Once the model was saturated, the degree of saturation was then checked using the method described in the specification, modified from Okamura and Inoue (2012) and Carey et al. (2017). The chamber was opened, and a tethered float delineated with a 1 cm grid was placed on the surface of the methylcellulose. Laser pointers were positioned on the container walls pointing downward at the floating grid with a five-degree angle. The laser pointer and float configuration are shown in Fig. 13.21. The transparent cover was placed back over the vacuum chamber and the locations of the dots from the laser on the float were photographically recorded. A small, 10 kPa vacuum was applied and the location of the laser dots was recorded. Using Boyle’s law (Carey et al. 2017) the degree of saturation for all three UCD experiments was calculated to be 99.99%. The tiny 0.01% bubble volume would easily dissolve in the water with time or with the increased pressure in the centrifuge.
Fig. 13.21

Lasers positioned so dots point at float on surface of methylcellulose

13.8 Conclusions

This paper described the three experiments performed on the 1 m centrifuge at the University of California, Davis, as part of the LEAP-UCD-2017 exercise. The model performance and results for the two destructive motions were presented, and the nonconformities from the specifications were also discussed. The process to mix methylcellulose pore fluid was presented and the protocol to saturate and measure the degree of saturation of the model was also explained.

Motion 1 in UCD1 did not cause liquefaction, which is evident by the low excess pore pressures, and the nearly rigid acceleration response of the model. The second experiment had larger than expected high-frequency component superimposed on the 1 Hz specified input motion. The achieved velocity closely matched the specified velocity for both motions of the second test. The third experiment showed the best repetition of input motions and model performance, and can be used to determine if numerical simulations correctly model the evolution of soil properties from repeated shaking events. Other minor deviations from the specifications were discussed, such as alternate placement of surface markers, and the use of minor nondestructive ground motions before the destructive motions.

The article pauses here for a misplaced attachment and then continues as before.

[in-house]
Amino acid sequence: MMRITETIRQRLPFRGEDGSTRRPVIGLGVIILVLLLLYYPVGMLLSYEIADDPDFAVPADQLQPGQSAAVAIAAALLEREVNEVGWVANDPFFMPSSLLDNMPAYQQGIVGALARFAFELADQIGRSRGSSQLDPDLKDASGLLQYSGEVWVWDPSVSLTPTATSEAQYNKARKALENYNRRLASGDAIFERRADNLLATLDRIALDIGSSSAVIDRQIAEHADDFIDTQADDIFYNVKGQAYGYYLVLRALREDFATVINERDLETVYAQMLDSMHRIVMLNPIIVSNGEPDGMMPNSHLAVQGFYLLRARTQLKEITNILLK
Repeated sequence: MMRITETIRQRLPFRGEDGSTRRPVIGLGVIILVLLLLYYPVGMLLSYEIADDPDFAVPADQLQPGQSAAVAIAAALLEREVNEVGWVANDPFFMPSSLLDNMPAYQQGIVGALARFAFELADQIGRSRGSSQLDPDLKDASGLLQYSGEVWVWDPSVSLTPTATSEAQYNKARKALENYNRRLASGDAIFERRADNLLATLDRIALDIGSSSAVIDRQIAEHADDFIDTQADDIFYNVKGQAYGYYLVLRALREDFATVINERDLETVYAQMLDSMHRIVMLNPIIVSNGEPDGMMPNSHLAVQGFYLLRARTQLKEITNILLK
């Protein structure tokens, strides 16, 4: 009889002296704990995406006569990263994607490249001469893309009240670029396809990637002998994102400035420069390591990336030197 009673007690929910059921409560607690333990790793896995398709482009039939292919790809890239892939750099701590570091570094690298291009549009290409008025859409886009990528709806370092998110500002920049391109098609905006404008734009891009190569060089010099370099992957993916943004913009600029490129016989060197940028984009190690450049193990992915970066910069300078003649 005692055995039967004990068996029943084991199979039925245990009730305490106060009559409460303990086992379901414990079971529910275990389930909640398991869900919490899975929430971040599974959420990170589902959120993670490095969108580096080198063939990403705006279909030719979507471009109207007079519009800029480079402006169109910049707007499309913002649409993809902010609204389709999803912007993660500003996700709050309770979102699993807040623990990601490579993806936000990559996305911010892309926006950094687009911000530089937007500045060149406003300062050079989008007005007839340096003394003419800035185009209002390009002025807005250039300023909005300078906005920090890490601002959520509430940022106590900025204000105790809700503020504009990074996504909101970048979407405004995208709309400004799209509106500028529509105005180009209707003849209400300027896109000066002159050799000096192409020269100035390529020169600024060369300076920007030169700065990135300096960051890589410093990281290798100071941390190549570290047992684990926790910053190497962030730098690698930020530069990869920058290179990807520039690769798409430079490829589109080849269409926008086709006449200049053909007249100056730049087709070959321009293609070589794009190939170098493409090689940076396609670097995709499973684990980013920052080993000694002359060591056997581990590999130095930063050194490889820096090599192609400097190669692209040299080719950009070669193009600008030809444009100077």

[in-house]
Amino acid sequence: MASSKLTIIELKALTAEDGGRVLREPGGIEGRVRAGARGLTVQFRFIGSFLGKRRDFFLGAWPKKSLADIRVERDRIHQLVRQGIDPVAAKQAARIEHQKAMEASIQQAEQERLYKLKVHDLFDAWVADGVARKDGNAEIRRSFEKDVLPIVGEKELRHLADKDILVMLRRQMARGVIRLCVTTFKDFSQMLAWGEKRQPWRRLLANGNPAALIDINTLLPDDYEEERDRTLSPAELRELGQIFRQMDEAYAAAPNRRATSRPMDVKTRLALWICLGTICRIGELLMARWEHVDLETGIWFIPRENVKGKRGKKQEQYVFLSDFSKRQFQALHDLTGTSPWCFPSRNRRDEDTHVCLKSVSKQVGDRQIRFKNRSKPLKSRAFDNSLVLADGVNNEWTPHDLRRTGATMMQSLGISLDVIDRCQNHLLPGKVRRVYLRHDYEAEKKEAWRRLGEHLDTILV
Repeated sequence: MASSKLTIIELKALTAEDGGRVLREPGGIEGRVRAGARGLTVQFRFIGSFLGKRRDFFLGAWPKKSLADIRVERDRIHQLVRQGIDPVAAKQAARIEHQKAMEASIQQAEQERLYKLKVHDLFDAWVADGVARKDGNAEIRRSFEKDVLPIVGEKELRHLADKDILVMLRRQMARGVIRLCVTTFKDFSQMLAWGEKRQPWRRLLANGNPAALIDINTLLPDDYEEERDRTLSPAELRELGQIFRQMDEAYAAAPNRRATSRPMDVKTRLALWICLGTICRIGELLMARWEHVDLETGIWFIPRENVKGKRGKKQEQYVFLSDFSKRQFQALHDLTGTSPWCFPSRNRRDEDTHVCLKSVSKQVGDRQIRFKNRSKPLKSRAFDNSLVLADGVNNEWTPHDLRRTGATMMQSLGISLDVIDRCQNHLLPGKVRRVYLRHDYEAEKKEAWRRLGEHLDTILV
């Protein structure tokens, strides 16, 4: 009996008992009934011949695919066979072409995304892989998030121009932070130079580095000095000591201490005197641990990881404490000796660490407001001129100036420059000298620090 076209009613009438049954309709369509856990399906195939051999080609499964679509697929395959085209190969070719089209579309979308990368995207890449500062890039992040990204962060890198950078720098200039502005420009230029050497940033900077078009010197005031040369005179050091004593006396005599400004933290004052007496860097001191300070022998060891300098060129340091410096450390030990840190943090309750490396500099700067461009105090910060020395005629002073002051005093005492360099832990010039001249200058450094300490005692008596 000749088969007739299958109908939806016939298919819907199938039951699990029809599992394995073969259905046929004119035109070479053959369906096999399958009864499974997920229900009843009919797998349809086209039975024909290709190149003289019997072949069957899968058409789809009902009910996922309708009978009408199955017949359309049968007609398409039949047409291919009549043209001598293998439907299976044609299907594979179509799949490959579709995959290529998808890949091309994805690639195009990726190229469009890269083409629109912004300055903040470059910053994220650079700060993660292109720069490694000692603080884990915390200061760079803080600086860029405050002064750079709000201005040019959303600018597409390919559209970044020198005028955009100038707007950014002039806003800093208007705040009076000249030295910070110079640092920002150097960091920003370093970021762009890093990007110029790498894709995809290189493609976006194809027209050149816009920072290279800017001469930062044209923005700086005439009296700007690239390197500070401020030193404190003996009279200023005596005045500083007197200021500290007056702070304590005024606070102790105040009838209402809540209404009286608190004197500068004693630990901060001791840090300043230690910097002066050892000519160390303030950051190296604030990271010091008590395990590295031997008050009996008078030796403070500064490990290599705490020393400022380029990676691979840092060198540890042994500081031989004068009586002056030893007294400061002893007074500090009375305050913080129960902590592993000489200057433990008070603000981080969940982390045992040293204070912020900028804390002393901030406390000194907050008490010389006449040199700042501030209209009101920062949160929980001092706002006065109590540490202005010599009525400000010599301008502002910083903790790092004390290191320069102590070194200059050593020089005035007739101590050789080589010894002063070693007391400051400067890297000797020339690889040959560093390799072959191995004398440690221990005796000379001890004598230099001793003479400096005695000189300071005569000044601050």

A new technique was presented that uses GoPro cameras mounted on a wave suppressing window acting like a glass-bottomed boat to record images of the deforming surface. GEO-PIV was used to process the images and create displacement time series. Results from the procedure were shown to be reliable when compared against hand measurements, sensor data, and the manual processing of images.

A protocol for measuring the achieved density of a specimen was described. The final density was calculated by measuring the depth of soil along three longitudinal transects and fitting a curve to those depths in AutoCAD. This method to find density, while still relying on point measurements, proved to be helpful for accurately determining the final density and the associated uncertainty of the density measurements.

Notes

Acknowledgments

These experiments were supported by NSF CMMI Grant Number 1635307. The authors would also like to thank the staff at the Center for Geotechnical Modeling (CGM) for their assistance and technical insight throughout the series of tests.

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© The Author(s) 2020

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Authors and Affiliations

  • Trevor J. Carey
    • 1
    Email author
  • Nicholas Stone
    • 1
  • Masoud Hajialilue Bonab
    • 2
  • Bruce L. Kutter
    • 1
  1. 1.Department of Civil and Environmental EngineeringUniversity of CaliforniaDavisUSA
  2. 2.Department of Civil EngineeringUniversity of TabrizTabrizIran